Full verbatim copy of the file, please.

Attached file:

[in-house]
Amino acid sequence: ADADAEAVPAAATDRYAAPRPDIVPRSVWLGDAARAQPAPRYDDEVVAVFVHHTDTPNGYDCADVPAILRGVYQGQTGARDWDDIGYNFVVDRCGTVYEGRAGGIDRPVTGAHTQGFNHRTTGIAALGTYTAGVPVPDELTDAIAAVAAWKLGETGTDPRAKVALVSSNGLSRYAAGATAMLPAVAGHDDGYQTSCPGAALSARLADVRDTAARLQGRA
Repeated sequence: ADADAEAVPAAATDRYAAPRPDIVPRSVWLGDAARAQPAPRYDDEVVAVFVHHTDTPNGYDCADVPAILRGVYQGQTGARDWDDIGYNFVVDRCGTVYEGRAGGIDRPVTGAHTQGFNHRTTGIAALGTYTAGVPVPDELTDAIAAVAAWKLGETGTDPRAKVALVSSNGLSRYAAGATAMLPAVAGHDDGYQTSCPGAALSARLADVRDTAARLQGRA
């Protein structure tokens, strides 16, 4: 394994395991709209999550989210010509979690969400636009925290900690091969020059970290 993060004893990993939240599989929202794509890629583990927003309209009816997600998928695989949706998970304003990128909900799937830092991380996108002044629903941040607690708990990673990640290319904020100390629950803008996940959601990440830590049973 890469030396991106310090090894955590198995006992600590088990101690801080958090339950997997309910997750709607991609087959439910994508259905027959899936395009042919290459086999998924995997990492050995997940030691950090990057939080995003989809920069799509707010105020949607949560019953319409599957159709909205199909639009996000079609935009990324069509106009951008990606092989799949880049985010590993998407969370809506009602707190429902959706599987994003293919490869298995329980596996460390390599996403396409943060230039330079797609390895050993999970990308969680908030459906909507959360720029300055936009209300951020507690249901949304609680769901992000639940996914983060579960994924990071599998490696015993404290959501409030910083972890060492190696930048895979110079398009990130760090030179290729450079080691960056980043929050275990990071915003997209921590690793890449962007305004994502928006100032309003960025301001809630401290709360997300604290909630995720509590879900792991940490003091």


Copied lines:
[in-house]
Amino acid sequence: ADADAEAVPAAATDRYAAPRPDIVPRSVWLGDAARAQPAPRYDDEVVAVFVHHTDTPNGYDCADVPAILRGVYQGQTGARDWDDIGYNFVVDRCGTVYEGRAGGIDRPVTGAHTQGFNHRTTGIAALGTYTAGVPVPDELTDAIAAVAAWKLGETGTDPRAKVALVSSNGLSRYAAGATAMLPAVAGHDDGYQTSCPGAALSARLADVRDTAARLQGRA
Repeated sequence: ADADAEAVPAAATDRYAAPRPDIVPRSVWLGDAARAQPAPRYDDEVVAVFVHHTDTPNGYDCADVPAILRGVYQGQTGARDWDDIGYNFVVDRCGTVYEGRAGGIDRPVTGAHTQGFNHRTTGIAALGTYTAGVPVPDELTDAIAAVAAWKLGETGTDPRAKVALVSSNGLSRYAAGATAMLPAVAGHDDGYQTSCPGAALSARLADVRDTAARLQGRA
């Protein structure tokens, strides 16, 4: 394994395991709209999550989210010509979690969400636009925290900690091969020059970290 993060004893990993939240599989929202794509890629583990927003309209009816997600998928695989949706998970304003990128909900799937830092991380996108002044629903941040607690708990990673990640290319904020100390629950803008996940959601990440830590049973 890469030396991106310090090894955590198995006992600590088990101690801080958090339950997997309910997750709607991609087959439910994508259905027959899936395009042919290459086999998924995997990492050995997940030691950090990057939080995003989809920069799509707010105020949607949560019953319409599957159709909205199909639009996000079609935009990324069509106009951008990606092989799949880049985010590993998407969370809506009602707190429902959706599987994003293919490869298995329980596996460390390599996403396409943060230039330079797609390895050993999970990308969680908030459906909507959360720029300055936009209300951020507690249901949304609680769901992000639940996914983060579960994924990071599998490696015993404290959501409030910083972890060492190696930048895979110079398009990130760090030179290729450079080691960056980043929050275990990071915003997209921590690793890449962007305004994502928006100032309003960025301001809630401290709360997300604290909630995720509590879900792991940490003091």